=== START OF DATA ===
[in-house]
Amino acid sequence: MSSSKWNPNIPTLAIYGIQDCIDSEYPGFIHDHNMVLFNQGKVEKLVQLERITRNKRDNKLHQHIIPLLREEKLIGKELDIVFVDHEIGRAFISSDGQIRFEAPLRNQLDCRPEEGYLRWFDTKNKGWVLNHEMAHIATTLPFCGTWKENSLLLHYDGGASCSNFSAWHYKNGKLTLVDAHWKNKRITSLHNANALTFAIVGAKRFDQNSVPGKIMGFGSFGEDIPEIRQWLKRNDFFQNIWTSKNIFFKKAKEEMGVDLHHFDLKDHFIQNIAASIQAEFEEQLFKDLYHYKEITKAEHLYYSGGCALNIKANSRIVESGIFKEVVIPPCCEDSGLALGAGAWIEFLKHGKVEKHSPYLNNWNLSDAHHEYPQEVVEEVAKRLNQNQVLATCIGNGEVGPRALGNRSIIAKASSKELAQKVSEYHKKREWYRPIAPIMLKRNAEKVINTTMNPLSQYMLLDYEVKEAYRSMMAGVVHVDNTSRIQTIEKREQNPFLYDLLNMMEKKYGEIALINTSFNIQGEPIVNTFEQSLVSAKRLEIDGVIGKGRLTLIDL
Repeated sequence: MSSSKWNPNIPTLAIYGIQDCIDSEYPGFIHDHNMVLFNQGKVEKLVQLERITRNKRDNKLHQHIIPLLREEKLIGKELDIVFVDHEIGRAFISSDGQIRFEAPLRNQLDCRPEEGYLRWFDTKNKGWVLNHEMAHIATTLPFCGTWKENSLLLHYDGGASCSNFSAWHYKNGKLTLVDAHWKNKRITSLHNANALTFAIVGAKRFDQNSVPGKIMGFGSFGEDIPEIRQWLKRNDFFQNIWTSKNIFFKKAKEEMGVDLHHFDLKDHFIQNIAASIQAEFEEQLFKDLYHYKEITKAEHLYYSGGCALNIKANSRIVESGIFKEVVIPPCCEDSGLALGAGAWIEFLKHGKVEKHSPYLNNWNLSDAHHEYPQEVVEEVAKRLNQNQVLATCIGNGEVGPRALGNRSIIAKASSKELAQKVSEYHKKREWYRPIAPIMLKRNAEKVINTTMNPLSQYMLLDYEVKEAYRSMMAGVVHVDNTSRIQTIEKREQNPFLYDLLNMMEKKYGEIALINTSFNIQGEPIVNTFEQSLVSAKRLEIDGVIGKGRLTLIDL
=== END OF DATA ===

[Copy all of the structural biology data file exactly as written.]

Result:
[in-house]
Amino acid sequence: MSSSKWNPNIPTLAIYGIQDCIDSEYPGFIHDHNMVLFNQGKVEKLVQLERITRNKRDNKLHQHIIPLLREEKLIGKELDIVFVDHEIGRAFISSDGQIRFEAPLRNQLDCRPEEGYLRWFDTKNKGWVLNHEMAHIATTLPFCGTWKENSLLLHYDGGASCSNFSAWHYKNGKLTLVDAHWKNKRITSLHNANALTFAIVGAKRFDQNSVPGKIMGFGSFGEDIPEIRQWLKRNDFFQNIWTSKNIFFKKAKEEMGVDLHHFDLKDHFIQNIAASIQAEFEEQLFKDLYHYKEITKAEHLYYSGGCALNIKANSRIVESGIFKEVVIPPCCEDSGLALGAGAWIEFLKHGKVEKHSPYLNNWNLSDAHHEYPQEVVEEVAKRLNQNQVLATCIGNGEVGPRALGNRSIIAKASSKELAQKVSEYHKKREWYRPIAPIMLKRNAEKVINTTMNPLSQYMLLDYEVKEAYRSMMAGVVHVDNTSRIQTIEKREQNPFLYDLLNMMEKKYGEIALINTSFNIQGEPIVNTFEQSLVSAKRLEIDGVIGKGRLTLIDL
Repeated sequence: MSSSKWNPNIPTLAIYGIQDCIDSEYPGFIHDHNMVLFNQGKVEKLVQLERITRNKRDNKLHQHIIPLLREEKLIGKELDIVFVDHEIGRAFISSDGQIRFEAPLRNQLDCRPEEGYLRWFDTKNKGWVLNHEMAHIATTLPFCGTWKENSLLLHYDGGASCSNFSAWHYKNGKLTLVDAHWKNKRITSLHNANALTFAIVGAKRFDQNSVPGKIMGFGSFGEDIPEIRQWLKRNDFFQNIWTSKNIFFKKAKEEMGVDLHHFDLKDHFIQNIAASIQAEFEEQLFKDLYHYKEITKAEHLYYSGGCALNIKANSRIVESGIFKEVVIPPCCEDSGLALGAGAWIEFLKHGKVEKHSPYLNNWNLSDAHHEYPQEVVEEVAKRLNQNQVLATCIGNGEVGPRALGNRSIIAKASSKELAQKVSEYHKKREWYRPIAPIMLKRNAEKVINTTMNPLSQYMLLDYEVKEAYRSMMAGVVHVDNTSRIQTIEKREQNPFLYDLLNMMEKKYGEIALINTSFNIQGEPIVNTFEQSLVSAKRLEIDGVIGKGRLTLIDL